Chicago Public Schools reopen: The majority of city councilors are “extremely concerned” that some teachers are refusing to return

Chicago Public Schools reopen: The majority of city councilors are "extremely concerned" that some teachers are refusing to return

The Chicago Teachers Union said Sunday that many of its members expect to return to school on Monday to challenge Chicago Public Schools’ plans and teach only remotely, with a majority of Chicago councilors saying in a letter to the mayor that they are “extremely concerned” about the city reopening. Plans.

The moves mark an escalation of CTU’s months-long campaign for safe reopening and complicates Mayor Laurie Lightfoot and School President Janice Jackson’s plans to start returning thousands of teachers and students.

Thirty-three local councilors wrote a letter to Lightfoot and Jackson to say they were “extremely concerned” about the reopening of the CPS this month, expressing doubts about the racial equality and health and safety aspects of the city plan. They laid out nine steps the city should take as it looks to reopen its classrooms and urged the mayor and school district to collaborate with the teachers union about its concerns.

At least 5,800 employees are set to return to their schools on Monday for the first time since the pandemic began, with 861 medical leave and nearly 300 pending applications, according to the CPS. Teachers work in pre-school and special education groups programs. Their students are scheduled to return on January 11th. Thousands of more teachers will return on January 25 before schools reopen on February 1 for students from kindergarten through eighth grade.

A CTU spokeswoman said the union did not know how many members would refuse to return or whether that would derail the school system’s plans. CTU leaders said every worker who told his manager they would no longer be met with threats of discipline by the CPS, but the union would support any member who decided to stay home and expected to file a “ton” of grievances.

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The union says members have contractual and legal rights to refuse to work in a workplace they believe is unsafe. A decision has not yet been made on collective labor action, such as a strike.

CPS CEO Jackson told the Sun-Times last month that teachers who “don’t show” to work could be fired. Spokesmen for City Hall and CPS did not immediately respond to requests for comment.

Aldermin Ed Burke (14th) and Brian Hopkins (2nd) were among a handful of moderate House members who signed the letter, joining progressives who usually align with counterterrorism unit issues.

City council members acknowledged the pressures of distance learning on both families and teachers, but said they were “extremely concerned about the current Chicago Public Schools plan … does not meet the district’s goal of increasing equity for students and fails to address a number of safety concerns identified by parents and students.” And staff appropriately in light of the ongoing pandemic. “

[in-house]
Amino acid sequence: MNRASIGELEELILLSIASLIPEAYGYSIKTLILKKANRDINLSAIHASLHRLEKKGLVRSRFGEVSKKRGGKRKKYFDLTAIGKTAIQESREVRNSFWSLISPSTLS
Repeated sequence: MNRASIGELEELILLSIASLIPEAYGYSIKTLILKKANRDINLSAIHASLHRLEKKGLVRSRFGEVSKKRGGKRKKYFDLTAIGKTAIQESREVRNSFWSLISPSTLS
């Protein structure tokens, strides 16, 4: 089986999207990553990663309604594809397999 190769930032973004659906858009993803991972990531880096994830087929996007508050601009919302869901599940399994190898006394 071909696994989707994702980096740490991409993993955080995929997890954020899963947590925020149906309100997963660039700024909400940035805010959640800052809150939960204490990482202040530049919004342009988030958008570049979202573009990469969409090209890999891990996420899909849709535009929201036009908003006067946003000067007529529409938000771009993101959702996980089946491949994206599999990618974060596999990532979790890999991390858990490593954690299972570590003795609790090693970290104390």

Equality concerns focus on the fact that middle-class and white families have chosen to return to school at twice the rate of low-income black and Latino families. This is despite the mayor and school officials selling the planned reopening as a fair solution to students of color who have less access to distance learning.

With teachers now expecting to split their efforts between class and screen, black and Latino students – the vast majority of whom decided to stay away – can receive less attention than before.

The message urged the People’s Protection Association to set clear public health standards for the reopening. Create a detailed test plan and contact tracing; Improve internet access and reduce screen time for remote learners; Giving social workers, speech therapists and other physicians advance notice of students who will be returning in person; Giving transparent and timely decisions to those seeking medical leave; Provide clearer guidance on paid leave, and give regular public updates on hiring 2,000 new employees who will take on responsibilities related to the pandemic.

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“A successful reopening plan should inspire public confidence through transparency, communication and cooperation,” Council members wrote. To this end, CPS needs real support and collaboration with parents, communities, and organized labor. We believe CPS can achieve this, and we are ready to assist in any way we can. “

Read the letter from Chicago City Council to Mayor Lightfoot and the CPS.

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